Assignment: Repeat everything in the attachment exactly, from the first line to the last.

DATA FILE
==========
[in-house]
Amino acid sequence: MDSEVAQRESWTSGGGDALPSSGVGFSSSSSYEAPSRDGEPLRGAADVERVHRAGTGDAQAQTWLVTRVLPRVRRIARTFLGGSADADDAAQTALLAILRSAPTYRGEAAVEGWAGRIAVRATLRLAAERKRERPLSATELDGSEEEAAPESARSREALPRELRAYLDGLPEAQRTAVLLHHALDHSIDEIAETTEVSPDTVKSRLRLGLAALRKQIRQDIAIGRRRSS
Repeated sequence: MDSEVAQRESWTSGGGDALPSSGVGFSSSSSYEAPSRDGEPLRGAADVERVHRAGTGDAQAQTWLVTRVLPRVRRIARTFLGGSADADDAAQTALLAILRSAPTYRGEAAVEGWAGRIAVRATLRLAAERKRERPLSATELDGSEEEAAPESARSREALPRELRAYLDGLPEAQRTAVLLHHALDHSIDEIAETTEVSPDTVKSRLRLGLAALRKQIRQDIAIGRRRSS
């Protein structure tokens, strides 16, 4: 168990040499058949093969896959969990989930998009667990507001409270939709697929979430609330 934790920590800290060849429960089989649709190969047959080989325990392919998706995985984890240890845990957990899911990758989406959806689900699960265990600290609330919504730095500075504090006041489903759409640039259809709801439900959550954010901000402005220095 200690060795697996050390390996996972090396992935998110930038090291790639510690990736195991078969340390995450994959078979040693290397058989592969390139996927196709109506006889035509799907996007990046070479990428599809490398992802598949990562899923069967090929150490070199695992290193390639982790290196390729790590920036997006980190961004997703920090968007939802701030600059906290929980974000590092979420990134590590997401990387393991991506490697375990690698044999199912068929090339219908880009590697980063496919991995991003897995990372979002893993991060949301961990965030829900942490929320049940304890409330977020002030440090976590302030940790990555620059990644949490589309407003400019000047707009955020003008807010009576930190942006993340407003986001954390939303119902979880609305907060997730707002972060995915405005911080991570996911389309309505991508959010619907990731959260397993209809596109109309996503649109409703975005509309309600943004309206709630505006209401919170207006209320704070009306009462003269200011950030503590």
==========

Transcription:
[in-house]
Amino acid sequence: MDSEVAQRESWTSGGGDALPSSGVGFSSSSSYEAPSRDGEPLRGAADVERVHRAGTGDAQAQTWLVTRVLPRVRRIARTFLGGSADADDAAQTALLAILRSAPTYRGEAAVEGWAGRIAVRATLRLAAERKRERPLSATELDGSEEEAAPESARSREALPRELRAYLDGLPEAQRTAVLLHHALDHSIDEIAETTEVSPDTVKSRLRLGLAALRKQIRQDIAIGRRRSS
Repeated sequence: MDSEVAQRESWTSGGGDALPSSGVGFSSSSSYEAPSRDGEPLRGAADVERVHRAGTGDAQAQTWLVTRVLPRVRRIARTFLGGSADADDAAQTALLAILRSAPTYRGEAAVEGWAGRIAVRATLRLAAERKRERPLSATELDGSEEEAAPESARSREALPRELRAYLDGLPEAQRTAVLLHHALDHSIDEIAETTEVSPDTVKSRLRLGLAALRKQIRQDIAIGRRRSS
């Protein structure tokens, strides 16, 4: 168990040499058949093969896959969990989930998009667990507001409270939709697929979430609330 934790920590800290060849429960089989649709190969047959080989325990392919998706995985984890240890845990957990899911990758989406959806689900699960265990600290609330919504730095500075504090006041489903759409640039259809709801439900959550954010901000402005220095 200690060795697996050390390996996972090396992935998110930038090291790639510690990736195991078969340390995450994959078979040693290397058989592969390139996927196709109506006889035509799907996007990046070479990428599809490398992802598949990562899923069967090929150490070199695992290193390639982790290196390729790590920036997006980190961004997703920090968007939802701030600059906290929980974000590092979420990134590590997401990387393991991506490697375990690698044999199912068929090339219908880009590697980063496919991995991003897995990372979002893993991060949301961990965030829900942490929320049940304890409330977020002030440090976590302030940790990555620059990644949490589309407003400019000047707009955020003008807010009576930190942006993340407003986001954390939303119902979880609305907060997730707002972060995915405005911080991570996911389309309505991508959010619907990731959260397993209809596109109309996503649109409703975005509309309600943004309206709630505006209401919170207006209320704070009306009462003269200011950030503590």